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Comcast urged to pay NCTV

Local TV organizers are launching a letter-writing campaign against cable giant Comcast, which they say is holding back on hundreds of thousands of dollars for Nevada County’s public-access station.

Comcast recently invested $9 million in service upgrades for its 10,000 subscribers in western Nevada County, but it has not reached vital franchise agreements with Nevada City, Grass Valley and Nevada County.

Federal law requires that dominant cable companies financially assist cable-access stations such as Nevada County Television. NCTV needs at least $200,000 a year just to continue running, said station Executive Director Lew Sitzer, and the station is in peril without increased franchise payments from Comcast.



Neither side is revealing exactly how much NCTV is now asking for, but it is definately more than the $30,000 a year Comcast is required to give now.

To prod Comcast into making a deal, local officials have launched the letter-writing effort spearheaded by Superintendent of Schools Terry McAteer.




Residents who support NCTV are encouraged to send letters to the cable company expressing their frustration with the process, Sitzer said. In the next few months, Sitzer also plans to speak with council members, hold a telethon, and host a garage sale – all aimed at finding money and support for the fledgling station.

McAteer also plans to visit the Comcast headquarters in Philadelphia within the next few weeks to explain to the company’s president how “unique” NCTV is. Mark Miller, Nevada City’s city manager, said he might also accompany McAteer.

Miller said he doesn’t believe Comcast fully understands the significance of NCTV in the community.

Susan Gonzales, Comcast’s senior communications director, says the company has a clear understanding of the community because “Comcast is operated by local residents; our technicians are local.”

Comcast said it is trying to move forward, and that “franchise negotiations take place over time and simultaneously we invested in the community over time,” Gonzales said, explaining that Comcast is committed to reaching an agreement that will satisfy both parties.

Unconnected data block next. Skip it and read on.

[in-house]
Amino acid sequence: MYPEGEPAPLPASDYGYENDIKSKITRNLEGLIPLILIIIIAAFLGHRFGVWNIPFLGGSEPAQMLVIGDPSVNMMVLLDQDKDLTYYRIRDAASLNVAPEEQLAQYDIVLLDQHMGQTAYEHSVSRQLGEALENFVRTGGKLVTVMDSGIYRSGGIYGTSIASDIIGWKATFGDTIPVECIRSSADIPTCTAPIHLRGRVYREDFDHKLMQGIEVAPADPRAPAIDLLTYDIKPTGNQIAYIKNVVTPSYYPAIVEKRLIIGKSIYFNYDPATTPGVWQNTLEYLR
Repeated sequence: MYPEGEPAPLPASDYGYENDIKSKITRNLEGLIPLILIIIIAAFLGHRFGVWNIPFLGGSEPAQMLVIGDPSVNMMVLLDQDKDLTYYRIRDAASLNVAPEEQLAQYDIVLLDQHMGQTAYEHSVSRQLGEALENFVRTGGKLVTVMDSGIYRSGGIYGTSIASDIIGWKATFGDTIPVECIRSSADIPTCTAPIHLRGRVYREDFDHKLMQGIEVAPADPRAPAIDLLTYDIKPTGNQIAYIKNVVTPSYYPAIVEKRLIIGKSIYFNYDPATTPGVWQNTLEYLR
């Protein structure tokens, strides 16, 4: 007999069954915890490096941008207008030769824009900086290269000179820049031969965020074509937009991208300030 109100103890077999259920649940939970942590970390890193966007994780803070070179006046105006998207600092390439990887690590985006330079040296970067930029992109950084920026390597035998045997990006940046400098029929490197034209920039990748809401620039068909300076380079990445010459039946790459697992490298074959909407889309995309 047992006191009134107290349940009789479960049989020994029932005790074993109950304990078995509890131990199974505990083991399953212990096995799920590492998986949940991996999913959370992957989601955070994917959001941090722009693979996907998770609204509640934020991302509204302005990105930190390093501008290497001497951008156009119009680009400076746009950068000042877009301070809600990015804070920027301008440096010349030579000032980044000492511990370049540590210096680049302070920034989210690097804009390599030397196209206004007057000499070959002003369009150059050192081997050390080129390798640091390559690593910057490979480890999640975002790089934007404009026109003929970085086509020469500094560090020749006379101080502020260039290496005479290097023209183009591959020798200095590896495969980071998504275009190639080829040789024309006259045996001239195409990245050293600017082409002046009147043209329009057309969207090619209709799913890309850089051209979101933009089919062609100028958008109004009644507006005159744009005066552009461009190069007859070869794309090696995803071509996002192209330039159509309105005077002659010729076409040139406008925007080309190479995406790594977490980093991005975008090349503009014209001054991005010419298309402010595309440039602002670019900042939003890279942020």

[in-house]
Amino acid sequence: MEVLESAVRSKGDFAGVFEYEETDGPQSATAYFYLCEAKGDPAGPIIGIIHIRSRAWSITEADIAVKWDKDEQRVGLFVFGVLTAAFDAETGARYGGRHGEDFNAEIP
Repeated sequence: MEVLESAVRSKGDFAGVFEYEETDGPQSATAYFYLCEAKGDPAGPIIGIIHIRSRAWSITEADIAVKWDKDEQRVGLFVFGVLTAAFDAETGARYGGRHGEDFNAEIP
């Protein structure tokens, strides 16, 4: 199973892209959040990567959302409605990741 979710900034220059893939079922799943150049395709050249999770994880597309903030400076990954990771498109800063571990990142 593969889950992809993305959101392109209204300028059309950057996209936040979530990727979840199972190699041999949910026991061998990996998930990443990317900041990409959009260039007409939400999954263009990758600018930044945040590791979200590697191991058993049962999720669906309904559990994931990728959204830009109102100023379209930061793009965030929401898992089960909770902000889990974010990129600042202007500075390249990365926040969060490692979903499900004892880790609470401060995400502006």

But members of the local negotiating team say they are ready to close the deal and are just waiting for Comcast to sign the paperwork. They believe the cable company is stalling to keep from paying what it should.

The station, which airs daily programs on Channel 11, now receives money from the Superintendent of Schools Office. But that money source will end in June, and the current contracts with Comcast give only $30,000 to NCTV. Sitzer said that while McAteer may have saved the station, the superintendent got involved because he was expecting to be reimbursed for some of the money.

But Comcast said it should not be expected to pay for the station’s operating costs.

“I want to make it clear that it is not the responsibility of Comcast to fund the operating cost. We will negotiate for capital funds for equipment and facilities according to federal law,” Gonzales said Thursday.

McAteer said that Comcast is just not playing fair. Not only have local agencies been critical in negotiating a deal that saved Comcast $1 million by routing a fiber optic cable through Beale Air Force Base, he said, but they also have allowed Comcast to upgrade its system, bringing the cable company more profit.

Gonzales says that Comcast appreciates what the local community has done, especially in smoothing the way with Beale, but such aid is unrelated to the franchise negotiations.

In the end, supporting NCTV is good for Comcast’s business, station supporters say.

“It gives (residents) a reason to go with Comcast rather that any other cable company,” Miller said. “Almost everybody in town likes to see the creative stuff on Channel 11.”

How to help

To show support for Nevada County Television, or NCTV, in its ongoing negotiations for franchise fees from Comcast, write to:

Deborah M. Luppold, Vice President of Comcast

Franchising and Government Affairs

9605 SW Nimbus Ave.

Beaverton, OR 97221


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